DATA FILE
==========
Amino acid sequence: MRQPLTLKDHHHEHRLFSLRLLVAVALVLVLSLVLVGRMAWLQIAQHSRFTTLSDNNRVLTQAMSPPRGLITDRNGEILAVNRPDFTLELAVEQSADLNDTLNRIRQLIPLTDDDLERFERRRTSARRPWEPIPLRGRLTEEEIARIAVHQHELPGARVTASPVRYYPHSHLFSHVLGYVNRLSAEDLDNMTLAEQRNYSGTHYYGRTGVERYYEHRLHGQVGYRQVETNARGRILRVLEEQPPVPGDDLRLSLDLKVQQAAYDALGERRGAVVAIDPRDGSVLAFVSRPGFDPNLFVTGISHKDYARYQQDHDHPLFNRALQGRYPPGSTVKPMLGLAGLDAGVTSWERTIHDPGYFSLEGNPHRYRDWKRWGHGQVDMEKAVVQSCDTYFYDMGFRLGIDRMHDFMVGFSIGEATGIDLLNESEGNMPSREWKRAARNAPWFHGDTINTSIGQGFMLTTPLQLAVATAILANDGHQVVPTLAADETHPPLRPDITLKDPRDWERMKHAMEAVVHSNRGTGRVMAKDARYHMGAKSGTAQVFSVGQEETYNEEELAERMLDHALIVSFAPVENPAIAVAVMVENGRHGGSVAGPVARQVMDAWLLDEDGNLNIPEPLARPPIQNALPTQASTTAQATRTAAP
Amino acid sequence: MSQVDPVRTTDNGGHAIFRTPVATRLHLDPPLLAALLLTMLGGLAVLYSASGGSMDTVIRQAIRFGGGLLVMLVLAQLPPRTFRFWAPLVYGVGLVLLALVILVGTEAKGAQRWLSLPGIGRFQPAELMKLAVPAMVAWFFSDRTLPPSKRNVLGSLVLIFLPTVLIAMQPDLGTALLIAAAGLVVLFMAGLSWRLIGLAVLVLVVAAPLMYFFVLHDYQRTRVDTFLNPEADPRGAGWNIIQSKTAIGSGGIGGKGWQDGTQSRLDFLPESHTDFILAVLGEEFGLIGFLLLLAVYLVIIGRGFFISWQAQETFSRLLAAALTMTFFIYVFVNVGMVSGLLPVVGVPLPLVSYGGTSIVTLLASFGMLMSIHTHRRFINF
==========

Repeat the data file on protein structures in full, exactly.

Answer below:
Amino acid sequence: MRQPLTLKDHHHEHRLFSLRLLVAVALVLVLSLVLVGRMAWLQIAQHSRFTTLSDNNRVLTQAMSPPRGLITDRNGEILAVNRPDFTLELAVEQSADLNDTLNRIRQLIPLTDDDLERFERRRTSARRPWEPIPLRGRLTEEEIARIAVHQHELPGARVTASPVRYYPHSHLFSHVLGYVNRLSAEDLDNMTLAEQRNYSGTHYYGRTGVERYYEHRLHGQVGYRQVETNARGRILRVLEEQPPVPGDDLRLSLDLKVQQAAYDALGERRGAVVAIDPRDGSVLAFVSRPGFDPNLFVTGISHKDYARYQQDHDHPLFNRALQGRYPPGSTVKPMLGLAGLDAGVTSWERTIHDPGYFSLEGNPHRYRDWKRWGHGQVDMEKAVVQSCDTYFYDMGFRLGIDRMHDFMVGFSIGEATGIDLLNESEGNMPSREWKRAARNAPWFHGDTINTSIGQGFMLTTPLQLAVATAILANDGHQVVPTLAADETHPPLRPDITLKDPRDWERMKHAMEAVVHSNRGTGRVMAKDARYHMGAKSGTAQVFSVGQEETYNEEELAERMLDHALIVSFAPVENPAIAVAVMVENGRHGGSVAGPVARQVMDAWLLDEDGNLNIPEPLARPPIQNALPTQASTTAQATRTAAP
Amino acid sequence: MSQVDPVRTTDNGGHAIFRTPVATRLHLDPPLLAALLLTMLGGLAVLYSASGGSMDTVIRQAIRFGGGLLVMLVLAQLPPRTFRFWAPLVYGVGLVLLALVILVGTEAKGAQRWLSLPGIGRFQPAELMKLAVPAMVAWFFSDRTLPPSKRNVLGSLVLIFLPTVLIAMQPDLGTALLIAAAGLVVLFMAGLSWRLIGLAVLVLVVAAPLMYFFVLHDYQRTRVDTFLNPEADPRGAGWNIIQSKTAIGSGGIGGKGWQDGTQSRLDFLPESHTDFILAVLGEEFGLIGFLLLLAVYLVIIGRGFFISWQAQETFSRLLAAALTMTFFIYVFVNVGMVSGLLPVVGVPLPLVSYGGTSIVTLLASFGMLMSIHTHRRFINF